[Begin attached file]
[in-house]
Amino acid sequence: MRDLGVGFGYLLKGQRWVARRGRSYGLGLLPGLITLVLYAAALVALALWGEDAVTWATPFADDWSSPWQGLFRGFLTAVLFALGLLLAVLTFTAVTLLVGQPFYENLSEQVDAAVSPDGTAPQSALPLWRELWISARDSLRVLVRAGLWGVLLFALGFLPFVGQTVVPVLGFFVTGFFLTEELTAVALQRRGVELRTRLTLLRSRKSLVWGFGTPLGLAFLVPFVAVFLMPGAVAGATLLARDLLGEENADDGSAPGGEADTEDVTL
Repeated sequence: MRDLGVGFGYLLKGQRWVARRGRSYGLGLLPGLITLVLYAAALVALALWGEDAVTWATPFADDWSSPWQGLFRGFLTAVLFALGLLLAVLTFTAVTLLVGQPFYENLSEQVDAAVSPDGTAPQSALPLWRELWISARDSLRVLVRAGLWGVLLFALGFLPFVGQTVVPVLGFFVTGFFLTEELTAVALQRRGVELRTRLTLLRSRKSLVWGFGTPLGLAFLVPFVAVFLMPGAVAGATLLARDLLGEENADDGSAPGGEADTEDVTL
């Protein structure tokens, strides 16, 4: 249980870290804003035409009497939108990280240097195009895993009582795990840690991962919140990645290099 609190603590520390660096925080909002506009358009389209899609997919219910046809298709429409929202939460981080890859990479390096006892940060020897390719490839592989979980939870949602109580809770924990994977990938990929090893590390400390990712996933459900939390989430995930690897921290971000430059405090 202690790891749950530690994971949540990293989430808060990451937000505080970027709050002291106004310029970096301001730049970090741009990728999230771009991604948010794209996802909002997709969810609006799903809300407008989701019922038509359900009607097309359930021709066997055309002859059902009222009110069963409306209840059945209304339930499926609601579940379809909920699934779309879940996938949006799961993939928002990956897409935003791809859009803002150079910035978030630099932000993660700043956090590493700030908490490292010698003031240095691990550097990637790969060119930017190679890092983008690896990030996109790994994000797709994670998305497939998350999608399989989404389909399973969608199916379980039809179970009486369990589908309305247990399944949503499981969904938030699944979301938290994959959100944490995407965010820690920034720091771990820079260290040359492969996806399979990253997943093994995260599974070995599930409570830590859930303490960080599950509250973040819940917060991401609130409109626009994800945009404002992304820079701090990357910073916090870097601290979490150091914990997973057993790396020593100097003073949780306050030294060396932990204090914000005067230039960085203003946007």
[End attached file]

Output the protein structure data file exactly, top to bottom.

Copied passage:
[in-house]
Amino acid sequence: MRDLGVGFGYLLKGQRWVARRGRSYGLGLLPGLITLVLYAAALVALALWGEDAVTWATPFADDWSSPWQGLFRGFLTAVLFALGLLLAVLTFTAVTLLVGQPFYENLSEQVDAAVSPDGTAPQSALPLWRELWISARDSLRVLVRAGLWGVLLFALGFLPFVGQTVVPVLGFFVTGFFLTEELTAVALQRRGVELRTRLTLLRSRKSLVWGFGTPLGLAFLVPFVAVFLMPGAVAGATLLARDLLGEENADDGSAPGGEADTEDVTL
Repeated sequence: MRDLGVGFGYLLKGQRWVARRGRSYGLGLLPGLITLVLYAAALVALALWGEDAVTWATPFADDWSSPWQGLFRGFLTAVLFALGLLLAVLTFTAVTLLVGQPFYENLSEQVDAAVSPDGTAPQSALPLWRELWISARDSLRVLVRAGLWGVLLFALGFLPFVGQTVVPVLGFFVTGFFLTEELTAVALQRRGVELRTRLTLLRSRKSLVWGFGTPLGLAFLVPFVAVFLMPGAVAGATLLARDLLGEENADDGSAPGGEADTEDVTL
């Protein structure tokens, strides 16, 4: 249980870290804003035409009497939108990280240097195009895993009582795990840690991962919140990645290099 609190603590520390660096925080909002506009358009389209899609997919219910046809298709429409929202939460981080890859990479390096006892940060020897390719490839592989979980939870949602109580809770924990994977990938990929090893590390400390990712996933459900939390989430995930690897921290971000430059405090 202690790891749950530690994971949540990293989430808060990451937000505080970027709050002291106004310029970096301001730049970090741009990728999230771009991604948010794209996802909002997709969810609006799903809300407008989701019922038509359900009607097309359930021709066997055309002859059902009222009110069963409306209840059945209304339930499926609601579940379809909920699934779309879940996938949006799961993939928002990956897409935003791809859009803002150079910035978030630099932000993660700043956090590493700030908490490292010698003031240095691990550097990637790969060119930017190679890092983008690896990030996109790994994000797709994670998305497939998350999608399989989404389909399973969608199916379980039809179970009486369990589908309305247990399944949503499981969904938030699944979301938290994959959100944490995407965010820690920034720091771990820079260290040359492969996806399979990253997943093994995260599974070995599930409570830590859930303490960080599950509250973040819940917060991401609130409109626009994800945009404002992304820079701090990357910073916090870097601290979490150091914990997973057993790396020593100097003073949780306050030294060396932990204090914000005067230039960085203003946007």